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Which Lionel transformer do I need?

“Which Lionel transformer do I need?” you ask? Obviously, for a lot of people, the $700 Lionel ZW-L transformer is overkill. If you have to ask, your needs are a lot more modest than that. The good news is, Lionel made a lot of good transformers over the years. That means there are lots of them. And that means they’re affordable. If you’re looking for Lionel transformer comparisons, you’ve come to the right place.

All Lionel transformer comparisons should include the common 1033, RW, LW, KW and ZW transformers. These are all good, dependable transformers from the postwar era that are easy to find today, have adequate wattages ranging from 90-270 watts, have a circuit breaker for safety and have a whistle controller. They have everything you need for a basic setup, and the larger ones are capable of running the smaller layouts you see in the train magazines, so they have some room for growth.

Transformer safety

You should always, always test your transformer for safety before you set it up, and unplug it when you’re not using it.

If you’re buying a transformer, you’ll be able to easily find one that a professional refurbished and upgraded with the links I provide below. If you’re comfortable doing some work yourself, you can buy a fixer-upper, and my informational links will tell you more about fixing one yourself.

That said, if you’re uncomfortable fixing a transformer, I won’t look down on you for buying one someone else fixed up. Safety first. If you like fixing things, fixing an old transformer is rewarding. Some people even find it fun.

Keeping it simple: the 1033

The Lionel 1033 is a great choice for small or medium-sized layouts.

All Lionel transformer comparisons should start here. For a classic setup of a single freight train running on a 4×8 (or smaller) sheet of plywood, a 90-watt Lionel 1033 or 1044 is an excellent choice. The 1044 is just a 1033 in a different case.

This type of transformer is cheap, it’s reliable, and it’s easy to find. I talk more in depth about the 1033 here. Lionel made these for years and kept them in production under a different model number well into the 1970s because it was a reliable, dependable design and had enough power for a typical starter set while leaving some room to grow.

The modern equivalent is the Lionel CW-80, but frankly I like the old ones better. I’ve talked about why here. These transformers are much cheaper than they were even just a few years ago, but that just makes them a bigger bargain today.

A little more power: the RW or LW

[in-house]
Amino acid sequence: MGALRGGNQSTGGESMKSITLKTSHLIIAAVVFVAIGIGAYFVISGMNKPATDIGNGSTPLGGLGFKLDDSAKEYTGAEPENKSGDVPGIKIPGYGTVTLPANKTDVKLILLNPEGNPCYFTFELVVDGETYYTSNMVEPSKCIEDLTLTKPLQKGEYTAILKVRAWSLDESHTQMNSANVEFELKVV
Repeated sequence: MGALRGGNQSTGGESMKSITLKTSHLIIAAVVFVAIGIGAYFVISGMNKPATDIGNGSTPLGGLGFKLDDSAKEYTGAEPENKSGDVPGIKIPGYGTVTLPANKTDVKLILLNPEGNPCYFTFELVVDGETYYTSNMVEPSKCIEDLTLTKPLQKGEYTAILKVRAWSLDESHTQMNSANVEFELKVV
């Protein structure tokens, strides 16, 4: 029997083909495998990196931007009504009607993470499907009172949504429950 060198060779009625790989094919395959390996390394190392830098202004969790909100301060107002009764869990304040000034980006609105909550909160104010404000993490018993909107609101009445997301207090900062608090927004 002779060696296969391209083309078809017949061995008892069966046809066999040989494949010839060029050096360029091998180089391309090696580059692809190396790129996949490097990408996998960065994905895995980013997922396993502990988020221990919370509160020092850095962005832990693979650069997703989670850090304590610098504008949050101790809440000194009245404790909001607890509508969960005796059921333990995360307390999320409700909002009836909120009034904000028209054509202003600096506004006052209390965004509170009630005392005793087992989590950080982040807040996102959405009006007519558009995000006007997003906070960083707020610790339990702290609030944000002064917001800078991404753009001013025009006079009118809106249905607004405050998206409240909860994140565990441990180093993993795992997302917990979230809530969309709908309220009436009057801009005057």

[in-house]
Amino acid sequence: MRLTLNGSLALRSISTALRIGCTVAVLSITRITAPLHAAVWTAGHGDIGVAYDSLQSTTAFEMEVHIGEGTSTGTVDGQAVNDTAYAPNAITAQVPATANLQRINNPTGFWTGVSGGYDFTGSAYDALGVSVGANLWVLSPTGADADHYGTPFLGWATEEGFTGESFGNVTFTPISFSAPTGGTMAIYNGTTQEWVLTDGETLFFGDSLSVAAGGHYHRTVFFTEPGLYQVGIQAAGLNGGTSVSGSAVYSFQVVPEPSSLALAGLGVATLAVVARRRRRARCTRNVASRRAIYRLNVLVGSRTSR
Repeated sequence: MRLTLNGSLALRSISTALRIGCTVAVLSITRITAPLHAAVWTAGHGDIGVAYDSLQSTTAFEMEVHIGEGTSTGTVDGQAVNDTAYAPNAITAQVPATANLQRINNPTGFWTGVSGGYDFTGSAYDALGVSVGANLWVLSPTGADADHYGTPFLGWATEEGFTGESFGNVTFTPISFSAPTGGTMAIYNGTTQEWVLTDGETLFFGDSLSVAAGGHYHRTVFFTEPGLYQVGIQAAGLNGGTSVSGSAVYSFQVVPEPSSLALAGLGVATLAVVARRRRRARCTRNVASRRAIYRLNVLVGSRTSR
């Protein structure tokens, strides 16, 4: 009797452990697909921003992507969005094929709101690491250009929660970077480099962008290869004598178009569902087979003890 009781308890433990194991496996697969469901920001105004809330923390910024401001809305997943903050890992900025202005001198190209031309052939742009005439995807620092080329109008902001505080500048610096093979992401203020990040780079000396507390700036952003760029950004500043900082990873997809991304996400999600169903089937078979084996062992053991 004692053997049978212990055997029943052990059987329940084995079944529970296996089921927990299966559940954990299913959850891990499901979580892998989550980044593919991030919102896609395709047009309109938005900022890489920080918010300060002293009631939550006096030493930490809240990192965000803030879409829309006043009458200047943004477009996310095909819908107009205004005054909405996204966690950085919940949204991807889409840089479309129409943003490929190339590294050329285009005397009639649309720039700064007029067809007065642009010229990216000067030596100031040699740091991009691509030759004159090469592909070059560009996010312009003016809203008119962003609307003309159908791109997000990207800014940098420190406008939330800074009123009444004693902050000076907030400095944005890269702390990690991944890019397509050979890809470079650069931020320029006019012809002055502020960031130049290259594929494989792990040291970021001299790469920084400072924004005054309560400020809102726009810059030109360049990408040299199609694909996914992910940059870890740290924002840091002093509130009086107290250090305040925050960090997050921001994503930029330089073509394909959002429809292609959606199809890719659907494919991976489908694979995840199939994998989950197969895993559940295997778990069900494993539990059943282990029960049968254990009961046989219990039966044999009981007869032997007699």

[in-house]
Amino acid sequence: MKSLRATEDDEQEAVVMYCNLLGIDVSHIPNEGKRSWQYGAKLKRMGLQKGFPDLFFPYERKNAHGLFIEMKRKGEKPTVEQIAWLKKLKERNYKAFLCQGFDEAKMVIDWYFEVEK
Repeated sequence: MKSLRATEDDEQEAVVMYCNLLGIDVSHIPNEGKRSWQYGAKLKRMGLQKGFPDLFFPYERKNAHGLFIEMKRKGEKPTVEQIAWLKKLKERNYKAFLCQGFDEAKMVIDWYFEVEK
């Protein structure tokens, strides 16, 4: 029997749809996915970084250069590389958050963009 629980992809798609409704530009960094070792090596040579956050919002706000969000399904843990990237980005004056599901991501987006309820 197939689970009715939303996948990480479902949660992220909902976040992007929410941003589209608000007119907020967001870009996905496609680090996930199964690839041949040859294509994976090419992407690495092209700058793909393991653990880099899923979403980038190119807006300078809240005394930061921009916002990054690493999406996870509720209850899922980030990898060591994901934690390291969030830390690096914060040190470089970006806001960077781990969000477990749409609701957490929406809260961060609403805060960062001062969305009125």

Which Lionel transformer do I need? The Lionel RW

This diagram shows all of the controls and the pinout for the Lionel RW transformer.

For a passenger train with lighted cars, getting a little more power isn’t a bad idea. The 110-watt Lionel RW is a cheap option, and the 125-watt LW, while a bit more expensive, gives a bit more power. I think the RW is a bit better value, but that could just be timing.

The Lionel RW also happens to be a great transformer for Marx or American Flyer trains too, when you connect the track leads to the B and U posts instead of the A and U posts you’d normally use for most Lionel setups.

Frankly, it’s hard to go wrong with either of these transformers, especially at today’s prices. They give a great deal of power in a single handled transformer, and if you run trains along with another person, it can be more convenient for you to both have a smaller transformer than for two people to huddle around a larger KW or ZW transformer and share its handles. And both of them give more wattage per handle than a KW or ZW.

I’ve talked more about the Lionel RW and the LW as well.

The Buick: Lionel’s KW

Which Lionel transformer do I need? The Lionel KW

This drawing illustrates all of the key functionality of a Lionel KW transformer.

If you’re going to run more than one train, you can pair up two smaller transformers, or you can look at the two-handled transformers.

The 190-watt Lionel KW was the second biggest and second best transformer of the postwar era. If your layout is bigger than 4×8, you may actually find trains run a bit better with a KW than with a smaller transformer.

The KW used to be really expensive, but since Lionel started making big transformers again, you can get a KW for what a 1033 used to cost, which makes it a very nice bargain today on a rugged and powerful transformer with an impressive presence. I’ve talked more about the KW here.

The Cadillac: Lionel’s ZW

Which Lionel transformer do I need? The Lionel ZW

The Lionel ZW has four sets of posts and six controls.

The iconic and legendary 270-watt Lionel ZW was the biggest and best transformer Lionel made in the postwar era. It’s expensive, but the same factors that drove KW prices down are also driving ZW prices down. Just not quite as much.

I can remember a time when a Lionel ZW would set you back $275. Today, with some luck, you can get one for closer to $100. It’s a bargain at that price.

I’ve written more about the Lionel ZW here.

Other transformers

Lionel made a lot of other transformers over the years. There’s nothing inherently wrong with them, though I would shy away from the smaller transformers that are less than 75 watts, including the modern CW-40. As cheap as the 1033 is, if you’re going to buy a transformer, you might as well pay a few dollars more to get a 1033. I didn’t mention the 1034 above because it’s easier to find a 1033. But if you already have a 1034 and don’t need a whistle button, go ahead and use it. It’s a good transformer.

In the middle range, Lionel made a lot of other transformers. I covered the more common ones, but if you have another vintage Lionel transformer of more than 75 watts and it’s in good condition, there’s no reason not to use it.

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